Family traditions are those activities that happen day after day or year after year, inside or outside of the home. Traditions can reflect a family’s values and beliefs, and in many cases, family traditions hold deep importance and are passed down from generation to generation.
Laura Linn Knight, author of “Break Free from Reactive Parenting" told TODAY Parents that not only are family traditions fun for families, but traditions also contribute to a home environment of stability, safety, joy and consistency.
"Just as many children find safety and belonging within the structure and routine of a classroom, family traditions provide this same sense of familiarity and structure," Knight said.
Knight explained that as a family continues — over a long period of time — with their traditions, the traditions become part of the family culture and teach children what is valued within the home.
"Traditions can stem from holiday traditions, but a family tradition can also be a small daily activity that the whole family engages in together," she said, sharing a personal family tradition she calls "Rose, Bud and Thorn."
With the "Rose, Bud and Thorn" activity, each family member shares at dinner what they are grateful for from their day (rose), what they are excited about that will “bloom” soon (bud) and what felt prickly from the day (thorn).
"The 'Rose, Bud and Thorn' family tradition allows a family to hear about everyone’s day in a fun and supportive way — celebrating the good moments, looking forward to what will come, and offering empathy in the difficult moments," Knight said. "This is an example of a simple family tradition that can happen year round and doesn’t involve any cost."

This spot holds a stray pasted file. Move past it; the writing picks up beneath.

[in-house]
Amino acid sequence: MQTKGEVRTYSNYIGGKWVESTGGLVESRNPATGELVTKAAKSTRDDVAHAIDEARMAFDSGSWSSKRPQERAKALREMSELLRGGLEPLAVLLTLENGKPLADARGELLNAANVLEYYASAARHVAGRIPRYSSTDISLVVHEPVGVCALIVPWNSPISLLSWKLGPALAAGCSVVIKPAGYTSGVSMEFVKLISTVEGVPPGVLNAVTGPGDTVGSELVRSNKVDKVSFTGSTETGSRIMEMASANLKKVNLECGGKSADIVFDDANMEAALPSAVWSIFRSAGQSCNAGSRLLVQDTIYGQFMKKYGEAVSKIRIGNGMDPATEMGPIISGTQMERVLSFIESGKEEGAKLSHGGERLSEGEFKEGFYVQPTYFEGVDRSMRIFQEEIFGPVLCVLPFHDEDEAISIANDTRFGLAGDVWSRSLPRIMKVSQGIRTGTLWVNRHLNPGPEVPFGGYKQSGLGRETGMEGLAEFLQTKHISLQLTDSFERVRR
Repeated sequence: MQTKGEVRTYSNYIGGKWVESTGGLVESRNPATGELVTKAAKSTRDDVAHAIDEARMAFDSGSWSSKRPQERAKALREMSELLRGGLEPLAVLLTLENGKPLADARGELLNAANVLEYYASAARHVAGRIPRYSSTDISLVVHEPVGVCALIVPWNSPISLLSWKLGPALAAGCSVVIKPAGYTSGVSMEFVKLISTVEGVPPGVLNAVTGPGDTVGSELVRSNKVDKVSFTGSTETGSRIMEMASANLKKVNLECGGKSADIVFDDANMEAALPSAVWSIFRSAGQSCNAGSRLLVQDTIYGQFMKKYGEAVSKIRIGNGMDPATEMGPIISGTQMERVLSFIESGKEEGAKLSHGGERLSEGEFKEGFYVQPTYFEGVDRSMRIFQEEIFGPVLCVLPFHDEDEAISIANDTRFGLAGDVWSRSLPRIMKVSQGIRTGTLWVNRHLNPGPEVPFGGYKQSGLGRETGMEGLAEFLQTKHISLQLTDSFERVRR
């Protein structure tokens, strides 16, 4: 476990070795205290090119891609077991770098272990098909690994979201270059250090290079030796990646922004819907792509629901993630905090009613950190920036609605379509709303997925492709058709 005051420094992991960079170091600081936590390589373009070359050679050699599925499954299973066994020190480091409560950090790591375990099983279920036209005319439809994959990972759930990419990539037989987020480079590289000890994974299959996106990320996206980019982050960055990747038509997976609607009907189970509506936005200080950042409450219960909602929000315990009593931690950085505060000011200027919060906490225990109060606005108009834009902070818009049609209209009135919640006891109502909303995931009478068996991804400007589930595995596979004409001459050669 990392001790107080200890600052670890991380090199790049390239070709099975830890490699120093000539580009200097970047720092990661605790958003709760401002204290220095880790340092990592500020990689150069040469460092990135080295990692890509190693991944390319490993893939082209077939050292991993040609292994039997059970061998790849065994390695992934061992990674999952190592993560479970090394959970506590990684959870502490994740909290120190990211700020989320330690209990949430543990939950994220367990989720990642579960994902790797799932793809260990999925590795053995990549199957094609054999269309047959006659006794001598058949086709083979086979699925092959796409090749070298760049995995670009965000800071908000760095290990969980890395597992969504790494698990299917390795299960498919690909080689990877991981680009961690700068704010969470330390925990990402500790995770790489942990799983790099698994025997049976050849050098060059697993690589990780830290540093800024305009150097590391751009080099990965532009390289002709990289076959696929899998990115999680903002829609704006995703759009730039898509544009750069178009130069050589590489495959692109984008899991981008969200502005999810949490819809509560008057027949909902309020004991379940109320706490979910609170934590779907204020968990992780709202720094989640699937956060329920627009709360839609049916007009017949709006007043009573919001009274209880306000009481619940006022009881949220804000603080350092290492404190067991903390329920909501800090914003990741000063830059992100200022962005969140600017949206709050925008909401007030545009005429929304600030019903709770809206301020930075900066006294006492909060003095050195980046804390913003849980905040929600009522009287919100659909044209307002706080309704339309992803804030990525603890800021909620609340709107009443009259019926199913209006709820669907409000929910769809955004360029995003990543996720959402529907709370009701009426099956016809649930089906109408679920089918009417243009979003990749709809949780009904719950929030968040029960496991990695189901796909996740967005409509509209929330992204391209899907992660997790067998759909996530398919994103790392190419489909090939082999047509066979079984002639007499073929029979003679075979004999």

Knight explained that family traditions, like pumpkin carving, can revolve around seasons and holidays — but those can also come with pressure and stress.
"If you do have traditions around the holidays that feel overwhelming, I encourage you to take time this year before the holidays begin to evaluate the 'why' behind what activities you do," she told TODAY Parents.
Knight emphasized that family traditions should be adding value to your life and be something that you look forward to.
"If you find yourself spending out of your means or stressed about an upcoming family tradition, now is a good time to think about how things can be modified to make the tradition enjoyable for everyone, including you," she said.
Family traditions are meant to be joyful and continue for generations.
"Examine the 'why' behind your traditions, get clear on areas where traditions can be tweaked to support the entire group, and remember that what children really want is to feel seen, heard and loved more than they care about the sparkles and the grandiosity of events," Knight said.
30 family traditions to start
- "Rose, Bud and Thorn" at family dinners.
- Friday board game night.
- Friday movie night.
- Sunday potlucks with family.
- Yearly family photos.
- Fall leaf nature walk.
- Make a family scrapbook.
- Fall picnics at the park.
- Family bedtime stories.
- Holiday tea party.
- Holiday pie and/or cookie baking.
- Favorite family vacation destination.
- A summer camping trip.
- Swimming on the first day of summer.
- Annual family BBQ.
- Weekly gratitude jars.
- Spring flower walks.
- Spring gardening.
- Solstice hike.
- Start a new activity as a family.
- Use a birthday plate for birthdays.
- Read gratitude jar on New Year's Eve.
- Cook family recipes.
- Begin a souvenir collection.
- Decoration days before holidays.
- Say a family prayer.
- Go on parent-child dates.
- Celebrate birthdays with a special recipe.
- Watch the Groundhog Day celebrations.
- Share Valentine's Day cards.